Editor Paul Collins joins me ahead of next month’s book launch to take us inside Rich and Rare and to reflect on his own prolific and successful career as a writer, editor and publisher. Paul is best known for his fantasy and science fiction titles which include The Jelindel ChroniclesThe Quentaris Chronicles ─ co-edited with Michael Pryor, and The Warlock’s Child, done in collaboration with Sean McMullen. He also runs Ford Street Publishing and the Creative Net Speakers’ Agency.

JF: Congratulations, on Rich and Rare, Paul. What a line-up of Australian talent! What can readers expect from this collection?

PC: I’d like to think a sumptuous literary feast. No one will go away hungry, as the collection is a literary banquet with something for everyone.

JF: How does it compare to others anthologies you’ve edited?

PC: Anthologies aren’t as easy to put together as they might seem. An editor starts off with a list of potential contributors. I’ve been lucky in as much that most of my list this time around contributed illustrations, stories or poems. Across the three anthologies I’ve edited lately, I think everyone I’ve approached is represented. But not one of the collections has everyone. So too people reading Rich and Rare will be happy to see some contributors lacking in the other anthologies, but on the reverse mystified that others are missing. This collection is more illustrative and has longer and more varied works. This will please some, and perhaps disappoint others. So in answer to your question, it’s very subjective. A creator’s latest work is always their “best” work.

JF: What are the challenges of editing such a large collection of stories, poems and artwork?

PAUL-COLLINS-PC: Most contributors aren’t precious about their stories being edited. Those who are can be difficult. Working with up to fifty creatives can be challenging – remembering of course I’m working with many others at the same time. And because an editor says a story should follow this or that path, doesn’t necessarily mean the editor is right. It can be subjective. Stories especially vary in quality, and it’s the editor’s job to get some rough stones and polish them to gem standard. Hopefully, and with the help of several others here at Ford Street, I’ve managed to do this.

JF: You’re a writer, editor and publisher – how do you fit it all in? 

PC: I think I’ve edited around a dozen anthologies. This doesn’t include 45 collections Meredith Costain and I edited for Pearson (Spinouts and Thrillogies). I’ve published around 100 + books over the years, and written around 150. Running Creative Net Speakers’ Agency and the seminars/festivals does keep me busy!

JF: What are you currently working on? 

PC: Right now I have three plays and two short story collections (the latter in collaboration with Meredith Costain) coming out from other publishers. This year I published around 16 books. I have my first 2016 title, Dance, Bilby, Dance, by Tricia Oktober, ready to go to the printer.

JF: How did you get started as a writer and what led you to publishing?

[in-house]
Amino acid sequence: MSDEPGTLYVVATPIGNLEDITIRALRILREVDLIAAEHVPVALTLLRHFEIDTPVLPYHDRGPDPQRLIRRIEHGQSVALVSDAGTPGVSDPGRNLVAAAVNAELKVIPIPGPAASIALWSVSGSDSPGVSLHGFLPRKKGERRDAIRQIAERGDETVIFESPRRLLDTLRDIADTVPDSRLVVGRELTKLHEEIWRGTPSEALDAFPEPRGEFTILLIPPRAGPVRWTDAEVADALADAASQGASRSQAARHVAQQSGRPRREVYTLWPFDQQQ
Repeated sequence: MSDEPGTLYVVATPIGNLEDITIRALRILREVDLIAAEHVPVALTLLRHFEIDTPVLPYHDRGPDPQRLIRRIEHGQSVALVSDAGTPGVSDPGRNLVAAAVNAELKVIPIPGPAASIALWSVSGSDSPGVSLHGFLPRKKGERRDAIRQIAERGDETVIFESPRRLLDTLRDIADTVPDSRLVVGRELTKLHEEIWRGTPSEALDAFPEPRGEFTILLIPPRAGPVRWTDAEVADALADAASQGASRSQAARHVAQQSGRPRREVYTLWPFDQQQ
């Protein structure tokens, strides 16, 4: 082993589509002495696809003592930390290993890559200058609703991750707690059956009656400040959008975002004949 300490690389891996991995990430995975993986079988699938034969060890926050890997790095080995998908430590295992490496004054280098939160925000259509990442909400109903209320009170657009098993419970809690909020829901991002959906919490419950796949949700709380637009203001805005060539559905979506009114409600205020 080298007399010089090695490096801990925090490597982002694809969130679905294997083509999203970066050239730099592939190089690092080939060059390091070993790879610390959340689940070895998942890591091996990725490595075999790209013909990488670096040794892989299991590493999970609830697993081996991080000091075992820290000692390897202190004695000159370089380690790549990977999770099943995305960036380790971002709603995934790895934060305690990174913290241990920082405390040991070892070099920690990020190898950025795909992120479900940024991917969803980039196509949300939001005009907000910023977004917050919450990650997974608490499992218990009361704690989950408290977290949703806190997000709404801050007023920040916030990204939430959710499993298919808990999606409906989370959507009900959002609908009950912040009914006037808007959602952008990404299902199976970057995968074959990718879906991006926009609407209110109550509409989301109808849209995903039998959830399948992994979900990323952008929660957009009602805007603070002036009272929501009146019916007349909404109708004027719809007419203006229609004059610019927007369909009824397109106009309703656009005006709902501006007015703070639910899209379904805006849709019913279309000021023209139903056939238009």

PC: I self-published my first novel at the age of nineteen. Realising it wasn’t good enough, I figured I’d move into publishing other people’s work. I published Australia’s first heroic/epic fantasy novels in the early 80s. I also published science fiction books. Losing distribution I returned to writing. My first book was published by HarperCollins in 1995.

JF: You’re best known for your fantasy and science fiction writing – what appeals about those genres?

PC: They’re as far away from contemporary as you can get. I think we live the lives of those people we read in contemporary novels, so why read about them? I can’t imagine why people watch TV shows like East Enders and Coronation Street, or the spate of reality TV shows. Big Brother for example must have been one of the most boring shows anyone could watch. And that’s what I feel about contemporary fiction.

JF: Does your personal passion affect your publishing decisions?

PC: No. I have published contemporary fiction, for example. I don’t just stick to fantasy and science fiction. If I think something has quality and there’s a market for it, I have to make a commercial decision.

JF: What do you wish you’d known when you started?

PC: The massive database I’ve built up over the years, contacts with book clubs and others who buy bulk books. Basically, knowledge that you need to be successful. Alas, unless someone sits down and gives you a list, you need to find all this stuff out yourself. And that takes years.

JF: What’s your advice for aspiring writers?

PC: Persistence is the key. The Wizard’s Torment was my first book – that’s the one that sold to HarperCollins. I had written it in the early 80s. It took me around twelve years to get it published. I wrote another book at the same time called The Earthborn. That was rejected by just about every publisher in Australia. An agent sent it to TOR in the US and sold sold the trilogy over there. I mentally thanked every Australian publisher that had rejected it. Just never give up.

JF: Thanks Paul, and good luck with Rich and Rare!

PC: Thanks, Julie.

Paul Collins has edited many anthologies including Trust Me!, Metaworlds and Australia’s first fantasy anthology, Dream Weavers. He also edited The MUP Encyclopaedia of Australian SF&F. Paul has been short-listed for many awards and has won the Inaugural Peter McNamara and the A Bertram Chandler awards, both of which were for lifetime achievement in science fiction, and the Aurealis and William Atheling awards. His book, Slaves of Quentaris, features in 1001 Children’s Books You Must Read Before You Die (UK, 2009).